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May Day Solidarity March set for Milwaukee

Equality Wisconsin is encouraging its supporters to join in the May Day Solidarity March set for April 29.

The march steps off at 12:30 p.m. outside Voces De La Frontera at Fifth Street and Washington in Milwaukee. Marchers will go to Veteran’s Park for a rally that includes keynote speeches by U.S. Reps. Gwen Moore, D-Milwaukee, and Luis Gutierrez, D-Chicago.

“Voces De La Frontera has always stood by Equality Wisconsin and let’s make sure we stand by them,” said Jason Burns, EW’s executive director.

Billboard award winners Kinto Sol will headline at the rally, held in concert with May Day Solidarity events across the United States. The day of action is for immigrant and worker rights.

“On April 29th community groups, politicians and individuals representing the rights of immigrants, labor, public education, faith groups, civil rights, LGBT, Occupy and many others will unite in solidarity,” VDLF said.

The marchers will be:

• Demanding a stop to the separation of families with deportations.

• Calling for good jobs.

• Opposing cuts to Badgercare and public education.

• Demanding restoration of driver’s licenses and in-state tuition for immigrants.

• Defending voter rights.

March organizers are encouraging people to volunteer to put up posters, handing out fliers and spreading the word on the Web.

Read WiG’s report on Latino support for LGBT equality in the current issue and on the web at www.wisconsingazette.com.

Download a PDF of the current issue of Wisconsin Gazette and join our Facebook community.

Straight couples in Illinois choose civil unions to show solidarity with gays

A number of heterosexual couples in Cook County, Ill., chose to formalize their relationships with civil unions instead of marriage this year in order to show solidarity with same-sex couples, who are not allowed to marry under state law.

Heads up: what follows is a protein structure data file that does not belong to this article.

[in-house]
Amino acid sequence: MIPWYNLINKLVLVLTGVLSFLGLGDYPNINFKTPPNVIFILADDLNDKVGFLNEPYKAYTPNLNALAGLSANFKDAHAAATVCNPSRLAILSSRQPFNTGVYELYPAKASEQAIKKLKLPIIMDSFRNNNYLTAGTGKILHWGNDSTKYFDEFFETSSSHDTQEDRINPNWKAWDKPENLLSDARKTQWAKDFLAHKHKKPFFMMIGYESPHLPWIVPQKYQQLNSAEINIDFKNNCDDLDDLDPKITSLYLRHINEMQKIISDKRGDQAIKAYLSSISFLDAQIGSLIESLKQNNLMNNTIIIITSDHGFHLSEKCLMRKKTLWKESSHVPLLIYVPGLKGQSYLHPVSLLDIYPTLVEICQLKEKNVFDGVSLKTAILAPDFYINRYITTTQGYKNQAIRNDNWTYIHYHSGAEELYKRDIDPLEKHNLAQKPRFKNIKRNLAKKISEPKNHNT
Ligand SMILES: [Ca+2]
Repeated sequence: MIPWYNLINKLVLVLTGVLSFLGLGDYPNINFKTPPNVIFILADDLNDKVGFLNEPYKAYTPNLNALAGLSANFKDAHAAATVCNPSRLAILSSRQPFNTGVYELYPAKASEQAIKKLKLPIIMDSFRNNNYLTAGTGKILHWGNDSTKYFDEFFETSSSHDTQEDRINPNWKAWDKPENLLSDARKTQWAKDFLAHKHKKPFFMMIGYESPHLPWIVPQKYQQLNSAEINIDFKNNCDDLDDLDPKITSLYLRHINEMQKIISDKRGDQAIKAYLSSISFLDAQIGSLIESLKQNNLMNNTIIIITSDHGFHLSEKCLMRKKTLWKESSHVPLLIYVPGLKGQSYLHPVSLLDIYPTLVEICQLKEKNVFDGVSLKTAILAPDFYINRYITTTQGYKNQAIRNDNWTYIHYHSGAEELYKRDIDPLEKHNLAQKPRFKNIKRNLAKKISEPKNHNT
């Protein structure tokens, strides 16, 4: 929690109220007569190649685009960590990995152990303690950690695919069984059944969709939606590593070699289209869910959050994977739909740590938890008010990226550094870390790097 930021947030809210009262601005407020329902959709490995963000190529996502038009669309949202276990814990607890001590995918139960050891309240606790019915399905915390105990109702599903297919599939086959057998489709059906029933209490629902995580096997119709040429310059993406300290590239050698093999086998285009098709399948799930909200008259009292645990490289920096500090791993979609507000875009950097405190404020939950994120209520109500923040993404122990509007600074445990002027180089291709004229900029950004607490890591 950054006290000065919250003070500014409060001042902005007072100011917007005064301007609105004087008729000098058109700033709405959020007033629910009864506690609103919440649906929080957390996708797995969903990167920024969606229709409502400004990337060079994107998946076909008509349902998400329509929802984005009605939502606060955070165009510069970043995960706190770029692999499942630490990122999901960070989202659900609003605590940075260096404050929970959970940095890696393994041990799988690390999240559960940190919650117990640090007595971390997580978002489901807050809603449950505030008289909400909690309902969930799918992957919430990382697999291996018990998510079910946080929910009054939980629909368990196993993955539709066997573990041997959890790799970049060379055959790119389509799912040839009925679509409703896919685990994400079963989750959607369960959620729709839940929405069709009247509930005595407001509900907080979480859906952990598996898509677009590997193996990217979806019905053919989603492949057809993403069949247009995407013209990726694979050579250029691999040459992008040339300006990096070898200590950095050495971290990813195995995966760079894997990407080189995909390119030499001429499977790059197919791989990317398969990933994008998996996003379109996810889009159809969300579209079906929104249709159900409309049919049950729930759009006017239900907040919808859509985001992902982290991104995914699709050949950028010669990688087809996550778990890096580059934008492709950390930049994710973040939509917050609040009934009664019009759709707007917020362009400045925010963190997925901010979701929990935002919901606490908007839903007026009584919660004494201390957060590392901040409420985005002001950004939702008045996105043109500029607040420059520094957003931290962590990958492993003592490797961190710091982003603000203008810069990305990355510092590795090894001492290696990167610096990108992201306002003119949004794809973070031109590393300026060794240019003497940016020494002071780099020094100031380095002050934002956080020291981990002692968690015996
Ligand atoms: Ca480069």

A total of 87 heterosexual couples obtained civil union licenses between June 1 and Sept. 19, according to the Cook County Clerk’s office. During the same time period, 1,383 same-sex couples obtained civil union licenses in the county.

Cook County Clerk David Orr conducted a survey to find out what motivated straights to choose civil unions over marriage. One partner from 46 of the 87 couples was reached – a response rate of 53 percent.

Of those who were reached 12, or 26 percent, cited political or ideological reasons such as equality and inclusiveness.

“Some heterosexual couples are clearly making a statement when they are civilly united rather than married,” Clerk David Orr said. “One respondent put it best when she said this decision was in solidarity with the gay community until they also have the option of getting married.”

An unpaid student intern working for the Clerk’s office conducted the telephone survey in September. Respondents ranged in age from 19 to 74. Twenty respondents were women and 26 were men. All but nine were white.

 When asked, “Are you still planning on getting married at some point?,” 38 percent of men and 65 percent of women said “yes.”